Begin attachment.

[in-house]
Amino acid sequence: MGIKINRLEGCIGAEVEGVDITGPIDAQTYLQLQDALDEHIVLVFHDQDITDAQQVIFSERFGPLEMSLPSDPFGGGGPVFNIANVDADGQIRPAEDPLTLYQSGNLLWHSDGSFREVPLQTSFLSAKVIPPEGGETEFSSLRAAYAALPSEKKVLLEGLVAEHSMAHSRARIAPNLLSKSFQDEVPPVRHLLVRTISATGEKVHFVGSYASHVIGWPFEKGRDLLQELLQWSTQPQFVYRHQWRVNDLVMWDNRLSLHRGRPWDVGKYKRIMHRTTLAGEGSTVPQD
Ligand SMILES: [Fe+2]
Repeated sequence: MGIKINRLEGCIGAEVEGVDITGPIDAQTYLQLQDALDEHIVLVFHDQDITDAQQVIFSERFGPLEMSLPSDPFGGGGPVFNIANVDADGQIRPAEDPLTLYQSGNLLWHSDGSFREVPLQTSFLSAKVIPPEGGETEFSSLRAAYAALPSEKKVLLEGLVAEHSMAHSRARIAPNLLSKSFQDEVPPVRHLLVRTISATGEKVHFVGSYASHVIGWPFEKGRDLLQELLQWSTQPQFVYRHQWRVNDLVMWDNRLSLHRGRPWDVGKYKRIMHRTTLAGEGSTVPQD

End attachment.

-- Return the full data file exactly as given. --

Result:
[in-house]
Amino acid sequence: MGIKINRLEGCIGAEVEGVDITGPIDAQTYLQLQDALDEHIVLVFHDQDITDAQQVIFSERFGPLEMSLPSDPFGGGGPVFNIANVDADGQIRPAEDPLTLYQSGNLLWHSDGSFREVPLQTSFLSAKVIPPEGGETEFSSLRAAYAALPSEKKVLLEGLVAEHSMAHSRARIAPNLLSKSFQDEVPPVRHLLVRTISATGEKVHFVGSYASHVIGWPFEKGRDLLQELLQWSTQPQFVYRHQWRVNDLVMWDNRLSLHRGRPWDVGKYKRIMHRTTLAGEGSTVPQD
Ligand SMILES: [Fe+2]
Repeated sequence: MGIKINRLEGCIGAEVEGVDITGPIDAQTYLQLQDALDEHIVLVFHDQDITDAQQVIFSERFGPLEMSLPSDPFGGGGPVFNIANVDADGQIRPAEDPLTLYQSGNLLWHSDGSFREVPLQTSFLSAKVIPPEGGETEFSSLRAAYAALPSEKKVLLEGLVAEHSMAHSRARIAPNLLSKSFQDEVPPVRHLLVRTISATGEKVHFVGSYASHVIGWPFEKGRDLLQELLQWSTQPQFVYRHQWRVNDLVMWDNRLSLHRGRPWDVGKYKRIMHRTTLAGEGSTVPQD